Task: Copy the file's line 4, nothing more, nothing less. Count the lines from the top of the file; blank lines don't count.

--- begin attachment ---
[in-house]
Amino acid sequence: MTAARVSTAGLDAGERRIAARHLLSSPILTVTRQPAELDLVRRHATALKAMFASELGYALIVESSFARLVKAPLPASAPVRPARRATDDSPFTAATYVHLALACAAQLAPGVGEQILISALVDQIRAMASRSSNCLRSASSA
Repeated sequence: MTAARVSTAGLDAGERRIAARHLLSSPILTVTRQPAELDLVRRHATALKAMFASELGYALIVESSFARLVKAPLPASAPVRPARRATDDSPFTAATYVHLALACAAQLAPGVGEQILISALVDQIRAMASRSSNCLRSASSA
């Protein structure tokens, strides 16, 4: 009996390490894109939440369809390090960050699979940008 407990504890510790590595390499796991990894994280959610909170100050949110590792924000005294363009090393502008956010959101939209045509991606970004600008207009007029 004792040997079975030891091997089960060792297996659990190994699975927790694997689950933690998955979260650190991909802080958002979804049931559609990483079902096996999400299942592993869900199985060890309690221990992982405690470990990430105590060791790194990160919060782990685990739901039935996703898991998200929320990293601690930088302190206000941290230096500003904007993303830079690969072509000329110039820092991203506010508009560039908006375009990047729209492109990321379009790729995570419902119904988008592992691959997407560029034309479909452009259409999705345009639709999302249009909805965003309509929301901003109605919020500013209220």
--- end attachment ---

């Protein structure tokens, strides 16, 4: 009996390490894109939440369809390090960050699979940008 407990504890510790590595390499796991990894994280959610909170100050949110590792924000005294363009090393502008956010959101939209045509991606970004600008207009007029 004792040997079975030891091997089960060792297996659990190994699975927790694997689950933690998955979260650190991909802080958002979804049931559609990483079902096996999400299942592993869900199985060890309690221990992982405690470990990430105590060791790194990160919060782990685990739901039935996703898991998200929320990293601690930088302190206000941290230096500003904007993303830079690969072509000329110039820092991203506010508009560039908006375009990047729209492109990321379009790729995570419902119904988008592992691959997407560029034309479909452009259409999705345009639709999302249009909805965003309509929301901003109605919020500013209220």